I wonder about the concept of “faith” sometimes. Faith in a belief, faith in a religion, faith in people, faith in relationships, faith in God… Faith. An abstract, nebulous concept for some; yet, a strong, clear path for others.
My faith in the concept of faith was tested during my recent trip to Pune, when the annual Palkhi Festival of Sant Tukaram and Sant Dnyaneshwar passed through the city on 5-6 July 2010. The palkhi or palanquin of Sant Dnyaneshwar carries his footwear on a silver bullock cart; I am not sure what the palkhi of Sant Tukaram carries.
According to the Maharashtra Tourism website, the Palkhi Festival is a 1,000 year old tradition where devotees/pilgrims, known as varkaris accompany the palkhis on foot to Pandharpur over 22 days in June (the Hindu month of Jyeshta)–July (the Hindu month of Ashada). The Palkhi Festival ends on Ashada Ekadashi.
Thousands of devotees make this annual trip every year. This year, the ToI has estimated that 3 lakh varkaris joined the 2010 Palkhi Festival. On the day the palkhis pass through Pune, roads get blocked, traffic diverted, and schools and colleges declare a holiday.
Even though, I studied in Pune for 7 years, I had never seen a procession or dindi of varkaris, till this year. I was really lucky to see them before the roads got blocked and the traffic piled up.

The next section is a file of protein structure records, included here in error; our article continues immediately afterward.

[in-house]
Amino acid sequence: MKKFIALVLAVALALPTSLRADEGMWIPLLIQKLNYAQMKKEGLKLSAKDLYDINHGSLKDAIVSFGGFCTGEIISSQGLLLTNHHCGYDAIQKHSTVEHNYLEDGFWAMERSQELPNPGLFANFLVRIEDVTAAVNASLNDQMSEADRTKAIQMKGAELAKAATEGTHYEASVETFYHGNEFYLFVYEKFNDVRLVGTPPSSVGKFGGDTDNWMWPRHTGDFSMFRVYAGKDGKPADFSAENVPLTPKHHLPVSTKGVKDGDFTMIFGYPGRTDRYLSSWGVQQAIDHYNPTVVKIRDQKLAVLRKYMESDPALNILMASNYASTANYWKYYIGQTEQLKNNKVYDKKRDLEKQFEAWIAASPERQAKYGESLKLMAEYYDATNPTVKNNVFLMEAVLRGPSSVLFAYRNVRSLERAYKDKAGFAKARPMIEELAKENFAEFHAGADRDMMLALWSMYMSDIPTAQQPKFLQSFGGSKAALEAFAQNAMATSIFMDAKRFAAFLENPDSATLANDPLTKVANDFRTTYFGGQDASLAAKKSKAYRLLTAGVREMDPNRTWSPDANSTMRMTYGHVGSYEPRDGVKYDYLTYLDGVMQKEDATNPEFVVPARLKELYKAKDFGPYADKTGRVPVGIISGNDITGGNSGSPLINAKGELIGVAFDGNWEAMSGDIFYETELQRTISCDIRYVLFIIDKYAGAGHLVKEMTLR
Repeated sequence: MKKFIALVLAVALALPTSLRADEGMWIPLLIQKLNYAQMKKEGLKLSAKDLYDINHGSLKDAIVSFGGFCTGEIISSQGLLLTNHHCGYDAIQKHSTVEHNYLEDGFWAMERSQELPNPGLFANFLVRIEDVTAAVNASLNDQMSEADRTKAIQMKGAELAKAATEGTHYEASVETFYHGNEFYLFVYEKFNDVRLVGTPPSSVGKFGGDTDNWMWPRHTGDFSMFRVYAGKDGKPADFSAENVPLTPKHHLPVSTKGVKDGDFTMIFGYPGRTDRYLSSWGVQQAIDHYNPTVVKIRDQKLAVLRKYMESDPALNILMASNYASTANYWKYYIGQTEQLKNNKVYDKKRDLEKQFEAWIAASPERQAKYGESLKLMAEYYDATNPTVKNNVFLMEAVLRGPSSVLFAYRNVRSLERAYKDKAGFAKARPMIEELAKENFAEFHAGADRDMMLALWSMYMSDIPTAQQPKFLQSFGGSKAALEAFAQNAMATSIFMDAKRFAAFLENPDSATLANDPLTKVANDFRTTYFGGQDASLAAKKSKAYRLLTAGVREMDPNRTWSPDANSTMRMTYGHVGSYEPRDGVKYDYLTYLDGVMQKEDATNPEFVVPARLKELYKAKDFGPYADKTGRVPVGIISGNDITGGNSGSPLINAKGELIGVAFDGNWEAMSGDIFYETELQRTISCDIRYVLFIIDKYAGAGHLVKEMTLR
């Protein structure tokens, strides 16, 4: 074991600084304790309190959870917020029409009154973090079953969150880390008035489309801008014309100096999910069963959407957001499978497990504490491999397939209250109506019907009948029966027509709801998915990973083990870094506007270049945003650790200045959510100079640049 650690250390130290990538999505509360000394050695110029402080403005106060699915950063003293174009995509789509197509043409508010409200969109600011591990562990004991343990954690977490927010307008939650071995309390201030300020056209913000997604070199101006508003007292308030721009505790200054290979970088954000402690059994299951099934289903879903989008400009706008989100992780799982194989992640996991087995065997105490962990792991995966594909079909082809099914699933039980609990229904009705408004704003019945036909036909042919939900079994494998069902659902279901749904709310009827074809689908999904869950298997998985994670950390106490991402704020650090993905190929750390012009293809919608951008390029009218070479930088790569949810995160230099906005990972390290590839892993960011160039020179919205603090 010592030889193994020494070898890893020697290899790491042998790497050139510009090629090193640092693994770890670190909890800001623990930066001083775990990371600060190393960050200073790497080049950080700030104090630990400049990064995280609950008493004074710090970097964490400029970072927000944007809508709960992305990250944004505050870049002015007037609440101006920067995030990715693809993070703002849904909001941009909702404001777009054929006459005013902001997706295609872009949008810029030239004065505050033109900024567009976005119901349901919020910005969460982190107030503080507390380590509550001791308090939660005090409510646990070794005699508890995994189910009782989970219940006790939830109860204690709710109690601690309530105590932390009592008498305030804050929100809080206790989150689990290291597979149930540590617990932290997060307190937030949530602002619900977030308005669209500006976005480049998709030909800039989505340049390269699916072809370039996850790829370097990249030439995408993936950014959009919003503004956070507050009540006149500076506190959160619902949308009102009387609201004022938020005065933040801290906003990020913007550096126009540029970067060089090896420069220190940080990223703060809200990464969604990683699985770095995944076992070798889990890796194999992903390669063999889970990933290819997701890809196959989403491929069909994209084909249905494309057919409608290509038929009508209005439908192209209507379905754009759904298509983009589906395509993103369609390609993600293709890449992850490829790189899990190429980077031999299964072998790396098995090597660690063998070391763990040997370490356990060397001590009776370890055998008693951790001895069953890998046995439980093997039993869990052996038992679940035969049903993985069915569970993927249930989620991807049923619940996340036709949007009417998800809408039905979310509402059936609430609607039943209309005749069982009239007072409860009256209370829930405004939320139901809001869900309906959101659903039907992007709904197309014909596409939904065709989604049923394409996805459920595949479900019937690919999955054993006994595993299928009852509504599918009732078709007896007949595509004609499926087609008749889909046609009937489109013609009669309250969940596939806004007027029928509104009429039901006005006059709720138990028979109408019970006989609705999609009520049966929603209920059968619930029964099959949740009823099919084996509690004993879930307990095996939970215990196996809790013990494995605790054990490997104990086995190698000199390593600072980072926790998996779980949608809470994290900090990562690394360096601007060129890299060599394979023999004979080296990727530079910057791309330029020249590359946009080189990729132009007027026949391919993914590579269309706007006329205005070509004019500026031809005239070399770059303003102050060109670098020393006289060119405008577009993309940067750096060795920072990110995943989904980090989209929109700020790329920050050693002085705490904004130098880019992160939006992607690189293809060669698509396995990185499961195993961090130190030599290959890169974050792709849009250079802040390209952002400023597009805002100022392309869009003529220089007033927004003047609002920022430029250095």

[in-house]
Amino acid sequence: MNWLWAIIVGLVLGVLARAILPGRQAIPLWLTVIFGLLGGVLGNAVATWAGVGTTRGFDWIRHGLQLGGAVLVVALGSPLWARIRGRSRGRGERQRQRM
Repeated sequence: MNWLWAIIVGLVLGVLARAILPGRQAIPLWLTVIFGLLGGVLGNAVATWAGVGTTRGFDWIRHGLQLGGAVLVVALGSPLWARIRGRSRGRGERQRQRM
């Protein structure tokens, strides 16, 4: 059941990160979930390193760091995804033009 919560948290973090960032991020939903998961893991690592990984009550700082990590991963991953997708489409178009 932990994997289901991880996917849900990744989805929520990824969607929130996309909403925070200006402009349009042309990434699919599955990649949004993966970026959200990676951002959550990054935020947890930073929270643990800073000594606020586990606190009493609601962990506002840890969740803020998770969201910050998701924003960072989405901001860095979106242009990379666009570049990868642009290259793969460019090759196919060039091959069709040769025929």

After seeing hundreds of varkaris, singing or chanting or dancing or even resting, I had only one question to ask. Why?
I mean, why do the varkaris undertake this annual pilgrimage? Most of the varkaris—as you can see in the photographs—look poor and are probably poorer. Many of them would be daily wage labourers or vegetable or fruit sellers, whose daily income is absolutely essential for themselves and their families. Why would they want to lose 22 days wages or income to walk to Pandharpur in the rain or heat? The number of varkaris who can afford to take 22 days off from work are a miniscule minority.
I kept mulling over this question throughout that day in Pune, through my return trip to Mumbai, through the days after my return, till yesterday. The answer was right there in front of me. It had always been there, and it was an easy answer. Faith, and not economics.
Yes, faith. It is faith in the centuries-old tradition of the Palkhi Festival, faith in Lord Vithoba (the resident deity of the Vitthal Temple in Pandharpur and a manifestation of Lord Krishna). Faith that the Lord will take care of them, sustain them, nurture them. Faith in an annual pilgrimage that their ancestors had probably undertaken. Faith that the pilgrimage would provide them hope for yet another year to come—a kind of spiritual solace.
Faith. Such a small word but it packs in a punch, doesn’t it? I wonder why many of us go hunting for complex answers by analysing questions to death, when the answer is right there staring at you.
Perhaps, it is to make people like me less “I” centric, and more humble and accepting.